Economic growth continues to go down the slide
The present downtrend in the economic growth of China has been largely caused because of a drop in export growth. However, when faced with a weakening international demand, the plunge in growth becomes all the more evident.
Besides, increased investment cost of enterprises, tightening of monetary policy, rising prices of energy and raw material, hike in wages and a host of other decisive factors have negatively impacted the economic growth of China.
Moreover, experts believe that a further slowdown due to declining external demand and rise in domestic production costs would surely inhibit investment growth. Already, the current economic outlook of major export markets like US and EU are weakening, so measures like bringing down the rate of RMB appreciation and increasing the rate of export tax rebate for certain products would only be of limited help in stimulating China's economic growth. As a consequence, it would be increasingly difficult for the country to maintain a growth rate of 11.9 percent achieved in 2007.
Starting from 2000, the economic growth kept on ascending for eight long years and maintained an above 10 percent growth for five consecutive years in the period 2003-07, finally touching a record high of 11.9 percent in 2007.
However, after entering 2008, the growth rate went down the ladder as GDP stood at 10.6 percent in the first quarter marking a drop of 1.1 percentage points. Growth rate in the first half registered at 10.4 percent, down 1.8 percentage points than in the corresponding period last year.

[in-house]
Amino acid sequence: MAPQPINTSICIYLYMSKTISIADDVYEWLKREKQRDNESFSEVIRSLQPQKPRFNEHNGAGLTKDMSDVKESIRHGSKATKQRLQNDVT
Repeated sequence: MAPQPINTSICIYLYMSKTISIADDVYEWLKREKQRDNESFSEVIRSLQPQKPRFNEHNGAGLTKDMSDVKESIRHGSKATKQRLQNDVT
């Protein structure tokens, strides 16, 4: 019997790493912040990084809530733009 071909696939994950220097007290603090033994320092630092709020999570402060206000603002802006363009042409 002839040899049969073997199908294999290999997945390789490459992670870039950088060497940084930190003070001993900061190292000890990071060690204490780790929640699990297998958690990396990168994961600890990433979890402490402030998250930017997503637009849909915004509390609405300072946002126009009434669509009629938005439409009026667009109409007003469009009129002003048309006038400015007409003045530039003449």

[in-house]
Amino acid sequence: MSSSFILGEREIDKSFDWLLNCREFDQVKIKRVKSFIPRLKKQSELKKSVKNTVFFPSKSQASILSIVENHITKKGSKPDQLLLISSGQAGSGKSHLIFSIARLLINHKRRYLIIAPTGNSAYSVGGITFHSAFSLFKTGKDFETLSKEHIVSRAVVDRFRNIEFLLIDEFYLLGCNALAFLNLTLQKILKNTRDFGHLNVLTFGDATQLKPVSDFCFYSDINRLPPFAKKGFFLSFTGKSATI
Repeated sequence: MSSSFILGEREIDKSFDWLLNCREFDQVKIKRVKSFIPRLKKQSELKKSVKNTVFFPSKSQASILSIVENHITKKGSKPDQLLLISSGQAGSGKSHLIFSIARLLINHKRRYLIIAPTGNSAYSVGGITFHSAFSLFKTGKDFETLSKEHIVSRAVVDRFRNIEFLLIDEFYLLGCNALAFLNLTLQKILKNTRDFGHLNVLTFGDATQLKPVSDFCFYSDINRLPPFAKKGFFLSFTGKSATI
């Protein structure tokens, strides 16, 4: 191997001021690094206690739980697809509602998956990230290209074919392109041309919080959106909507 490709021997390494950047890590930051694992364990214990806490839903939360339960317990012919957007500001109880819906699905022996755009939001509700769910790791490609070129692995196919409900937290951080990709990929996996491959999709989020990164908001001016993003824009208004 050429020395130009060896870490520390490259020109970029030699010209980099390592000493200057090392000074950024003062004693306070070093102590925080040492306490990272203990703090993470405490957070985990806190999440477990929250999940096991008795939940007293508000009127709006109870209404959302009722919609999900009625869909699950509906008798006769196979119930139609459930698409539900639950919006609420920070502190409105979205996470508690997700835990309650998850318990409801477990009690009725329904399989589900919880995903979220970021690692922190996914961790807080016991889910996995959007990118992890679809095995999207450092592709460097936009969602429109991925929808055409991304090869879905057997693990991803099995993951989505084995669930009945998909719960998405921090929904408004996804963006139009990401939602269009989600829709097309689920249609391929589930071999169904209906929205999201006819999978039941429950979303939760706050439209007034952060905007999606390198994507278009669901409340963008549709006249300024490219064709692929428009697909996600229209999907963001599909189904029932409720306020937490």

Consumer Price Index (CPI) in the first half rose 7.9 percent, which is much higher than 3.2 percent in the first half of 2007; producer price index (PPI) rose 7.6 percent, also higher than 7.4 percent in January-May. Of which, June PPI rose 8.8 percent, setting a three-year high in growth rates for six consecutive months.
On the other hand, while import growth rate has been on a continuous rise, net export surplus is declining steadily. Export growth in the first half registered 21.9 percent, down by 5.7 percent. In the month of June alone, export growth fell to 17.6 percent, a year on year decline of nearly 10 percentage points. In contrast to this, imports for the month grew 30.6 percent, rising by 12.4 percent over the same period last year while the over all trade surplus reduced to US $13.2 billion from the same time last year.
Although, net exports increased in the first six months of 2008, it was on the whole, lower than the level of the same period in 2007. By the end of June 2008, the balance of accumulated foreign exchange reserves reached $1.8088 trillion, but new inflow of foreign exchange reserves were below the level achieved a year earlier.
From the perspective of trade modes, export growth rate of general trade fell sharply in the first half of 2008, while import growth rate of general trade rose rapidly and trade surplus of net exports of general trade declined dramatically. Even growth of processing trade fell significantly.